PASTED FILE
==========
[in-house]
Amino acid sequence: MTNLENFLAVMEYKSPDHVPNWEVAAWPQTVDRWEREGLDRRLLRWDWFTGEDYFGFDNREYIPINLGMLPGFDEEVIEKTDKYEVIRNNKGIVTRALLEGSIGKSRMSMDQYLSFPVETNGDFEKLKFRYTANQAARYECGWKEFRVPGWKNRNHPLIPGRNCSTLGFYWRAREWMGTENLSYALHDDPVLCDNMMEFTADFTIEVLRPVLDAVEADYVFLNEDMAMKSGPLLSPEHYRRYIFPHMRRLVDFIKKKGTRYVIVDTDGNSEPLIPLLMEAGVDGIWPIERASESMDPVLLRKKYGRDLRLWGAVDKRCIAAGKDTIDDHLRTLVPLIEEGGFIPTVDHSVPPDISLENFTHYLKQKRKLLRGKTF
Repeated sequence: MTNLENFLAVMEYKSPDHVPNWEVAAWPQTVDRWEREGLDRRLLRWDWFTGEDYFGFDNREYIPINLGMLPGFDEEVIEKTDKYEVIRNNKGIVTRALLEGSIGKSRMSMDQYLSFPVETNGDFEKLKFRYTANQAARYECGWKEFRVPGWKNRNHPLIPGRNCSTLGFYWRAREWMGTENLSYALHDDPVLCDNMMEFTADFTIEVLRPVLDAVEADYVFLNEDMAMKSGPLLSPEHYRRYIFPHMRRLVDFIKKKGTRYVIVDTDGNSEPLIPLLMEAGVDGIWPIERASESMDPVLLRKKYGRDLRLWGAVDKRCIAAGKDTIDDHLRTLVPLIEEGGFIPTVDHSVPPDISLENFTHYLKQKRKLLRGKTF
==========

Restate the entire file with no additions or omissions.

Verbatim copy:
[in-house]
Amino acid sequence: MTNLENFLAVMEYKSPDHVPNWEVAAWPQTVDRWEREGLDRRLLRWDWFTGEDYFGFDNREYIPINLGMLPGFDEEVIEKTDKYEVIRNNKGIVTRALLEGSIGKSRMSMDQYLSFPVETNGDFEKLKFRYTANQAARYECGWKEFRVPGWKNRNHPLIPGRNCSTLGFYWRAREWMGTENLSYALHDDPVLCDNMMEFTADFTIEVLRPVLDAVEADYVFLNEDMAMKSGPLLSPEHYRRYIFPHMRRLVDFIKKKGTRYVIVDTDGNSEPLIPLLMEAGVDGIWPIERASESMDPVLLRKKYGRDLRLWGAVDKRCIAAGKDTIDDHLRTLVPLIEEGGFIPTVDHSVPPDISLENFTHYLKQKRKLLRGKTF
Repeated sequence: MTNLENFLAVMEYKSPDHVPNWEVAAWPQTVDRWEREGLDRRLLRWDWFTGEDYFGFDNREYIPINLGMLPGFDEEVIEKTDKYEVIRNNKGIVTRALLEGSIGKSRMSMDQYLSFPVETNGDFEKLKFRYTANQAARYECGWKEFRVPGWKNRNHPLIPGRNCSTLGFYWRAREWMGTENLSYALHDDPVLCDNMMEFTADFTIEVLRPVLDAVEADYVFLNEDMAMKSGPLLSPEHYRRYIFPHMRRLVDFIKKKGTRYVIVDTDGNSEPLIPLLMEAGVDGIWPIERASESMDPVLLRKKYGRDLRLWGAVDKRCIAAGKDTIDDHLRTLVPLIEEGGFIPTVDHSVPPDISLENFTHYLKQKRKLLRGKTF